05 December, 2018
We frequently receive cases where disabled tenants/occupiers are causing anti-social behaviour and the behaviour is linked in some way to their diagnosed, or suspected, medical condition. In these circumstances, the concern of the client is always what action can be taken to address the problems that tenant is nonetheless causing?
The Equality Act 2010 prohibits several forms of discrimination on the grounds of prescribed protected characteristics, which includes disability. As housing providers, our clients are bound by the obligations and duties prescribed by this legislation. The 2010 legislation created, in particular, a specific disability discrimination offence under section 15, which is committed where A treats another unfavourably because of something arising as a consequence of a disability and A cannot show that it is a proportionate means of achieving a legitimate aim.
This section therefore deems it discrimination if enforcement action, such as seeking an injunction or pursuing possession proceedings, is taken in response to anti-social behaviour which is a consequence of a medical disability which is either known by the landlord, or reasonably ought to have been known about. This is except where it is a 'proportionate means of achieving a legitimate aim' to take that action. Or in more straightforward terms, tenancy enforcement action can be taken against a disabled tenant where there is no less drastic means of preventing the anti-social behaviour and the effect of the action being taken on that particular tenant is outweighed by the benefits to the landlord and to others affected by the behaviour. The burden of showing that the action being taken by the landlord is proportionate, and therefore not discriminatory, rests with the landlord themselves.
In the case of Liverpool Housing Trust v Abdullah, the Court addressed the question of whether action being taken by LHT was 'proportionate.' In assessing this, the court described it being necessary to balance the steps which are open to the landlord to address the problem behaviour on the one hand and the extent of that behaviour caused by the tenant and its effect on others, on the other. At one extreme, it there have only been minor, isolated incidents which were dated and there were other options open to the landlord short of the possession proceedings being taken which might address the issues, possession proceedings would not be 'proportionate.' On the other, if it was apparent that the landlord had tried alternative methods of dealing with the behaviour and no more were available, the action was more likely to be so.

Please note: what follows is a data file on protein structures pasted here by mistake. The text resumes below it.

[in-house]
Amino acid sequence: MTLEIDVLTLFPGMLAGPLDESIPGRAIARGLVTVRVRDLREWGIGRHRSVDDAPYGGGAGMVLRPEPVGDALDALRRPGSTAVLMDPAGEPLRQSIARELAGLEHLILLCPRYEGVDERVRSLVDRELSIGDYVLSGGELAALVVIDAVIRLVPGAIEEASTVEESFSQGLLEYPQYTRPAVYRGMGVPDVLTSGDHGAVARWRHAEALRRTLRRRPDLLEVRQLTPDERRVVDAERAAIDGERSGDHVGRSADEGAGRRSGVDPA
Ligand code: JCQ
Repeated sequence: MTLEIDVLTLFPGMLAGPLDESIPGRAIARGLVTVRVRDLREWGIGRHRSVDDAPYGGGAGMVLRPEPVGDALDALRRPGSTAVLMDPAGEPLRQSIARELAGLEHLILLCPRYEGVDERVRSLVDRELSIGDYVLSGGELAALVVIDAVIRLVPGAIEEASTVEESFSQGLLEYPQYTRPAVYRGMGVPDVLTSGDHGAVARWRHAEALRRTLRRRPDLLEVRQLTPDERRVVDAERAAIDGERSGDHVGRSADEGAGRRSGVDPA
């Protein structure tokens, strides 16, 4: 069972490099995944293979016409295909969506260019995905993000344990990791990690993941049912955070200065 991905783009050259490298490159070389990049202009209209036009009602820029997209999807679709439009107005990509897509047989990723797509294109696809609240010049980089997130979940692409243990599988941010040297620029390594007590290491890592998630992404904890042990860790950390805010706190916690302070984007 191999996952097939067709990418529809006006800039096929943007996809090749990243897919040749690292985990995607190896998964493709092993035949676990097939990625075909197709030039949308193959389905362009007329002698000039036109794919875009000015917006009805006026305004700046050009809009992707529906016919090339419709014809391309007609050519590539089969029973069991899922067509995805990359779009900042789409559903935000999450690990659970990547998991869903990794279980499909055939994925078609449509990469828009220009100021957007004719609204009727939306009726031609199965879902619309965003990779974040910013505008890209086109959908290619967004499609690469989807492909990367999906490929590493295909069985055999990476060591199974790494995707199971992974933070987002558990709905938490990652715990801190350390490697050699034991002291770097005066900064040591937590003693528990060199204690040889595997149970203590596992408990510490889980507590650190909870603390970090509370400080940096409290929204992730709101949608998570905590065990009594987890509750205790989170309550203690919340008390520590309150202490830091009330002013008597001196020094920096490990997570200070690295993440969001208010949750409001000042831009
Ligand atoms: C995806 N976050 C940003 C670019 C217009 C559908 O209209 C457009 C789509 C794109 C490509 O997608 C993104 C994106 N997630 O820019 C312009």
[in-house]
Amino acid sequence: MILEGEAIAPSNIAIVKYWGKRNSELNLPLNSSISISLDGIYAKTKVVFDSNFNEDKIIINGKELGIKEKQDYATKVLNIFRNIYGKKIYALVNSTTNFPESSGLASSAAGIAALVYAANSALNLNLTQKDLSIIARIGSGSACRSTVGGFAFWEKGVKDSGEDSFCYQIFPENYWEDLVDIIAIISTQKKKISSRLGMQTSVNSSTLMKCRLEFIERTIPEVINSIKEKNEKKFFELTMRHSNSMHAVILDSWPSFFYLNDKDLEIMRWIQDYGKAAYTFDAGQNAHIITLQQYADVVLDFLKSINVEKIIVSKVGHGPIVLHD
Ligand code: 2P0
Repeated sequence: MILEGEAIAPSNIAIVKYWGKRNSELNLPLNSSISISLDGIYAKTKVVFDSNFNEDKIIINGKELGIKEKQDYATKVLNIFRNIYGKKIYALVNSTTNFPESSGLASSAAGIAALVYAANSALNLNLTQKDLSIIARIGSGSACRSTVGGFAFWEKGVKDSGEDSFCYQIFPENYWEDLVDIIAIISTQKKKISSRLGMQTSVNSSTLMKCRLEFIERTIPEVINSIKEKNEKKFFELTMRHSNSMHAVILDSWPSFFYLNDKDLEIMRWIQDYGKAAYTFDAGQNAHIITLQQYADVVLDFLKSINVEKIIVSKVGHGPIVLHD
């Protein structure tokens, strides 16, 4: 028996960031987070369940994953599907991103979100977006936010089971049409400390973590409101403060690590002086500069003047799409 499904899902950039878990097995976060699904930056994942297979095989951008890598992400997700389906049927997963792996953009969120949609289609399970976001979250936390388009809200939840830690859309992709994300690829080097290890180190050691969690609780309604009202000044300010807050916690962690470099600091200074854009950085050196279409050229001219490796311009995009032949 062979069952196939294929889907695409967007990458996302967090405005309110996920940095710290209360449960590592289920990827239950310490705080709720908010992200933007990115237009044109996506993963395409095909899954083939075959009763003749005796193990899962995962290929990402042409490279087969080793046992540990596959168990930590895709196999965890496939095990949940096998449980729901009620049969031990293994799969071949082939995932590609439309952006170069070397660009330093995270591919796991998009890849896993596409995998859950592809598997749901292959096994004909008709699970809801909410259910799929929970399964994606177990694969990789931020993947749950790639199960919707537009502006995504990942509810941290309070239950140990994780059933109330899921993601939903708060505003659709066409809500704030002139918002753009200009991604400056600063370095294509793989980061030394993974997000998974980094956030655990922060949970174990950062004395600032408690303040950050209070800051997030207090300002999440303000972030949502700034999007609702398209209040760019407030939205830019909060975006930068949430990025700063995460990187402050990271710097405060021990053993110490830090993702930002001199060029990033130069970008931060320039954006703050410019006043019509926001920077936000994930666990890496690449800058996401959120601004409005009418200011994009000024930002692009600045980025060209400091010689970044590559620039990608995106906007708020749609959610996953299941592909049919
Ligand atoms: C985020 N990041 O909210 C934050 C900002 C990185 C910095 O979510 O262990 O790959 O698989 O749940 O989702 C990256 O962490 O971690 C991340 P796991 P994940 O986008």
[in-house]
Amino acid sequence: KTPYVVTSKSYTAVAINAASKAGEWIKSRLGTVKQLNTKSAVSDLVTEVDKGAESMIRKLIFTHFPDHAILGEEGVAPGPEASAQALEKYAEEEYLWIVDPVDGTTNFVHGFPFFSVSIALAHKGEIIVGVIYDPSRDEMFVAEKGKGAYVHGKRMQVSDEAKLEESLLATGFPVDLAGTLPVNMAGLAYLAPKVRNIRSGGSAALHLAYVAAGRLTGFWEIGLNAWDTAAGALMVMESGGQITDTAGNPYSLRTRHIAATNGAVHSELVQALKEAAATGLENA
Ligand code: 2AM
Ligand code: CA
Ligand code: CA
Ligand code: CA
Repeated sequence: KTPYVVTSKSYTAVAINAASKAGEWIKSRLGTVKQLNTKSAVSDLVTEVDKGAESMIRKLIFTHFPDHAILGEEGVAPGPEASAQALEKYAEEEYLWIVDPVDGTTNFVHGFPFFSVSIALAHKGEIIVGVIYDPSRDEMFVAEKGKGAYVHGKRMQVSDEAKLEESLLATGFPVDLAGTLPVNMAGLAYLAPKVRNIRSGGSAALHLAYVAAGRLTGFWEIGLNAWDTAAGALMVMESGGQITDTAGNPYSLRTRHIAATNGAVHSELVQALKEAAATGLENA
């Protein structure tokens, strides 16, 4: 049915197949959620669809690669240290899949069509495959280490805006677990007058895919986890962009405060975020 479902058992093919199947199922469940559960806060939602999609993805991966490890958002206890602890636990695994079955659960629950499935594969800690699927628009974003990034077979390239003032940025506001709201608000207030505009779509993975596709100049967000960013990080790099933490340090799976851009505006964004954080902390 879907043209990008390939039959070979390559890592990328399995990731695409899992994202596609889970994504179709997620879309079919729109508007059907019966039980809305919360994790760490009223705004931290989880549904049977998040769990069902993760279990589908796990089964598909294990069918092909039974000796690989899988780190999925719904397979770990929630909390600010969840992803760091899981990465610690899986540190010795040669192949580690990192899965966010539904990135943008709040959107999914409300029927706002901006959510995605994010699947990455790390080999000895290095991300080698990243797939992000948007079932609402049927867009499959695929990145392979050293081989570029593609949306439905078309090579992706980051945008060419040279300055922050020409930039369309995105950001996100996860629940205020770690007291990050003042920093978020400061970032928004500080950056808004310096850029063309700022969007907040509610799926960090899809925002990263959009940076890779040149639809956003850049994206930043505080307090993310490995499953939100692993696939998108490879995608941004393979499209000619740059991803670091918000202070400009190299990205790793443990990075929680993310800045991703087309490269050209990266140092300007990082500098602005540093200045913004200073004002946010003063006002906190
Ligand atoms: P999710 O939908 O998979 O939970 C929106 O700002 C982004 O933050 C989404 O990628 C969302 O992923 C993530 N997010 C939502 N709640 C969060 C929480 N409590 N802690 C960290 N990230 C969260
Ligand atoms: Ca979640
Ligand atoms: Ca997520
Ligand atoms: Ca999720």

In the recent case of Birmingham City Council v Stephenson  the Court of Appeal gave further guidance. In order to discharge the burden of showing that the landlord had not committed discrimination by seeking to evict a disabled tenant for anti-social behaviour linked to his paranoid schizophrenia, it needed to show, as a minimum, that alternatives short of possession proceedings had been considered and rejected with reasons. In this case there was evidence that the tenant's condition and behaviour could be moderated with treatment and medication. Other options available to the landlord, the Court stated, might therefore have included the tenant receiving support from social services reminding him to take his medication and attend treatment appointments, support from other mental health professionals, a change of medication and/or investigation as to whether the local authority might be able to provide more suitable, supported alternative accommodation for the tenant.
It was accepted by the court that some of the suggested steps might not be feasible, however what was important was that they be considered. It was for the landlord to show that nothing less than an eviction would do.
For more information contact Amy Chadwick in our Housing & Regeneration department via email or phone on 0113 386 2694. Alternatively send any question through to Forbes Solicitors via our online Contact Form.
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